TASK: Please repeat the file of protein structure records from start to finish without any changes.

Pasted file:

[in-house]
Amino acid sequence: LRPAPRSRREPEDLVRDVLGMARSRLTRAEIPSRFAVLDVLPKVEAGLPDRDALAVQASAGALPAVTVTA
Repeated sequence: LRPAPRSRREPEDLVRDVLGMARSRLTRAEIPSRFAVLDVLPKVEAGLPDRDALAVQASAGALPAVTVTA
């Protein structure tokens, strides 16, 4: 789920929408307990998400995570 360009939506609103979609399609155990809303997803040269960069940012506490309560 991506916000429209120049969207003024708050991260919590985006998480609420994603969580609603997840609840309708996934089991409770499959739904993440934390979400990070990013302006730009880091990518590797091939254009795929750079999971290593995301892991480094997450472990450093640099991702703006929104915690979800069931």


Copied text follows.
[in-house]
Amino acid sequence: LRPAPRSRREPEDLVRDVLGMARSRLTRAEIPSRFAVLDVLPKVEAGLPDRDALAVQASAGALPAVTVTA
Repeated sequence: LRPAPRSRREPEDLVRDVLGMARSRLTRAEIPSRFAVLDVLPKVEAGLPDRDALAVQASAGALPAVTVTA
């Protein structure tokens, strides 16, 4: 789920929408307990998400995570 360009939506609103979609399609155990809303997803040269960069940012506490309560 991506916000429209120049969207003024708050991260919590985006998480609420994603969580609603997840609840309708996934089991409770499959739904993440934390979400990070990013302006730009880091990518590797091939254009795929750079999971290593995301892991480094997450472990450093640099991702703006929104915690979800069931």